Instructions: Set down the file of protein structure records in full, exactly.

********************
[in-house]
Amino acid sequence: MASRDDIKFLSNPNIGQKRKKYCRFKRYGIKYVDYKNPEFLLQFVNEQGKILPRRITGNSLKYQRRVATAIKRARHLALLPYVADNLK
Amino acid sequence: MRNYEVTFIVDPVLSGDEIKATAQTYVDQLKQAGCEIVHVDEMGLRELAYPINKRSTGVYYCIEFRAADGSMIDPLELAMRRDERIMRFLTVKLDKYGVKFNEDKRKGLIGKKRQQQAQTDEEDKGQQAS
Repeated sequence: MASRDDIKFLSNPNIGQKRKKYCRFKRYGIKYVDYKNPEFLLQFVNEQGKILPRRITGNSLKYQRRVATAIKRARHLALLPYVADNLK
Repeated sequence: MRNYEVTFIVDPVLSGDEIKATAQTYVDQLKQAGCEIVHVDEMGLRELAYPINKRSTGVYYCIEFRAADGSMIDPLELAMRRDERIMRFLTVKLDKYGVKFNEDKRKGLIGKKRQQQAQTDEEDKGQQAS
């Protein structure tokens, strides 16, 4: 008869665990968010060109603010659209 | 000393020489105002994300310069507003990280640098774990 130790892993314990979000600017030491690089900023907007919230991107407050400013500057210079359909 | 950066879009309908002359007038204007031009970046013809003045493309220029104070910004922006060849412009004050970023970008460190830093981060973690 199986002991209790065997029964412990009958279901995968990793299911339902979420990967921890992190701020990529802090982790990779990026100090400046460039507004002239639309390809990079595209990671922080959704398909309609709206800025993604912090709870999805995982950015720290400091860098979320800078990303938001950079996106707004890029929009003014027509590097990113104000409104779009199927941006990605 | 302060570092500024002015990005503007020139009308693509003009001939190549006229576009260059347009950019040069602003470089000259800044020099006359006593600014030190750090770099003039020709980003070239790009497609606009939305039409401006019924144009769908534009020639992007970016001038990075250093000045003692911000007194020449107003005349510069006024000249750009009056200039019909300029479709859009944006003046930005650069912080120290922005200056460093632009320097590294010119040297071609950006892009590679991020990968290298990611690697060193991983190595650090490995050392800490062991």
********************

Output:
[in-house]
Amino acid sequence: MASRDDIKFLSNPNIGQKRKKYCRFKRYGIKYVDYKNPEFLLQFVNEQGKILPRRITGNSLKYQRRVATAIKRARHLALLPYVADNLK
Amino acid sequence: MRNYEVTFIVDPVLSGDEIKATAQTYVDQLKQAGCEIVHVDEMGLRELAYPINKRSTGVYYCIEFRAADGSMIDPLELAMRRDERIMRFLTVKLDKYGVKFNEDKRKGLIGKKRQQQAQTDEEDKGQQAS
Repeated sequence: MASRDDIKFLSNPNIGQKRKKYCRFKRYGIKYVDYKNPEFLLQFVNEQGKILPRRITGNSLKYQRRVATAIKRARHLALLPYVADNLK
Repeated sequence: MRNYEVTFIVDPVLSGDEIKATAQTYVDQLKQAGCEIVHVDEMGLRELAYPINKRSTGVYYCIEFRAADGSMIDPLELAMRRDERIMRFLTVKLDKYGVKFNEDKRKGLIGKKRQQQAQTDEEDKGQQAS
């Protein structure tokens, strides 16, 4: 008869665990968010060109603010659209 | 000393020489105002994300310069507003990280640098774990 130790892993314990979000600017030491690089900023907007919230991107407050400013500057210079359909 | 950066879009309908002359007038204007031009970046013809003045493309220029104070910004922006060849412009004050970023970008460190830093981060973690 199986002991209790065997029964412990009958279901995968990793299911339902979420990967921890992190701020990529802090982790990779990026100090400046460039507004002239639309390809990079595209990671922080959704398909309609709206800025993604912090709870999805995982950015720290400091860098979320800078990303938001950079996106707004890029929009003014027509590097990113104000409104779009199927941006990605 | 302060570092500024002015990005503007020139009308693509003009001939190549006229576009260059347009950019040069602003470089000259800044020099006359006593600014030190750090770099003039020709980003070239790009497609606009939305039409401006019924144009769908534009020639992007970016001038990075250093000045003692911000007194020449107003005349510069006024000249750009009056200039019909300029479709859009944006003046930005650069912080120290922005200056460093632009320097590294010119040297071609950006892009590679991020990968290298990611690697060193991983190595650090490995050392800490062991």